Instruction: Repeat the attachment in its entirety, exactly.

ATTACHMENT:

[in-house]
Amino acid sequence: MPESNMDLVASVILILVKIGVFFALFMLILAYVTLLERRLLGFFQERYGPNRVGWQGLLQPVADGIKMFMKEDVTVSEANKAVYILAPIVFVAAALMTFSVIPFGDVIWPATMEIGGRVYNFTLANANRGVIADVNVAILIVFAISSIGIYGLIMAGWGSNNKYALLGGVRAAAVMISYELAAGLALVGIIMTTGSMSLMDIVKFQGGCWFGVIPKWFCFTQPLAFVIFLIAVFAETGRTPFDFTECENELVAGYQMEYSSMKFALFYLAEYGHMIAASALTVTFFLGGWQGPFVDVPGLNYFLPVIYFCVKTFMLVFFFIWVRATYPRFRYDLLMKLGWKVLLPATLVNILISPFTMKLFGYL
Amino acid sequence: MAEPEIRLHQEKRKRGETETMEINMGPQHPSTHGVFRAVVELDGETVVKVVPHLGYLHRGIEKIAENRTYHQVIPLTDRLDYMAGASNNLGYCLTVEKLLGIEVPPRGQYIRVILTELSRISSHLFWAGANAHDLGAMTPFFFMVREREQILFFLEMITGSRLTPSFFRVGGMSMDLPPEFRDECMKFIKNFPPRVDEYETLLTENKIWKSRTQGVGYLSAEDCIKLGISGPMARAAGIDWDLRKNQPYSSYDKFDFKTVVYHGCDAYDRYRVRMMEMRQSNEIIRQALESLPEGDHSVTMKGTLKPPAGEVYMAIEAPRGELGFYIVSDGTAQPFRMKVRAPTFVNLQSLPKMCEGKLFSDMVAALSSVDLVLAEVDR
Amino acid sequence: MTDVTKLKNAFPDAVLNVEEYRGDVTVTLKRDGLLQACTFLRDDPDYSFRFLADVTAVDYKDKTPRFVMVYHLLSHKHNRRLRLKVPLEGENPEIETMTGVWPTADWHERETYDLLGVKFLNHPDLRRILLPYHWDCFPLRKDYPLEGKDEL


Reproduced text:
[in-house]
Amino acid sequence: MPESNMDLVASVILILVKIGVFFALFMLILAYVTLLERRLLGFFQERYGPNRVGWQGLLQPVADGIKMFMKEDVTVSEANKAVYILAPIVFVAAALMTFSVIPFGDVIWPATMEIGGRVYNFTLANANRGVIADVNVAILIVFAISSIGIYGLIMAGWGSNNKYALLGGVRAAAVMISYELAAGLALVGIIMTTGSMSLMDIVKFQGGCWFGVIPKWFCFTQPLAFVIFLIAVFAETGRTPFDFTECENELVAGYQMEYSSMKFALFYLAEYGHMIAASALTVTFFLGGWQGPFVDVPGLNYFLPVIYFCVKTFMLVFFFIWVRATYPRFRYDLLMKLGWKVLLPATLVNILISPFTMKLFGYL
Amino acid sequence: MAEPEIRLHQEKRKRGETETMEINMGPQHPSTHGVFRAVVELDGETVVKVVPHLGYLHRGIEKIAENRTYHQVIPLTDRLDYMAGASNNLGYCLTVEKLLGIEVPPRGQYIRVILTELSRISSHLFWAGANAHDLGAMTPFFFMVREREQILFFLEMITGSRLTPSFFRVGGMSMDLPPEFRDECMKFIKNFPPRVDEYETLLTENKIWKSRTQGVGYLSAEDCIKLGISGPMARAAGIDWDLRKNQPYSSYDKFDFKTVVYHGCDAYDRYRVRMMEMRQSNEIIRQALESLPEGDHSVTMKGTLKPPAGEVYMAIEAPRGELGFYIVSDGTAQPFRMKVRAPTFVNLQSLPKMCEGKLFSDMVAALSSVDLVLAEVDR
Amino acid sequence: MTDVTKLKNAFPDAVLNVEEYRGDVTVTLKRDGLLQACTFLRDDPDYSFRFLADVTAVDYKDKTPRFVMVYHLLSHKHNRRLRLKVPLEGENPEIETMTGVWPTADWHERETYDLLGVKFLNHPDLRRILLPYHWDCFPLRKDYPLEGKDEL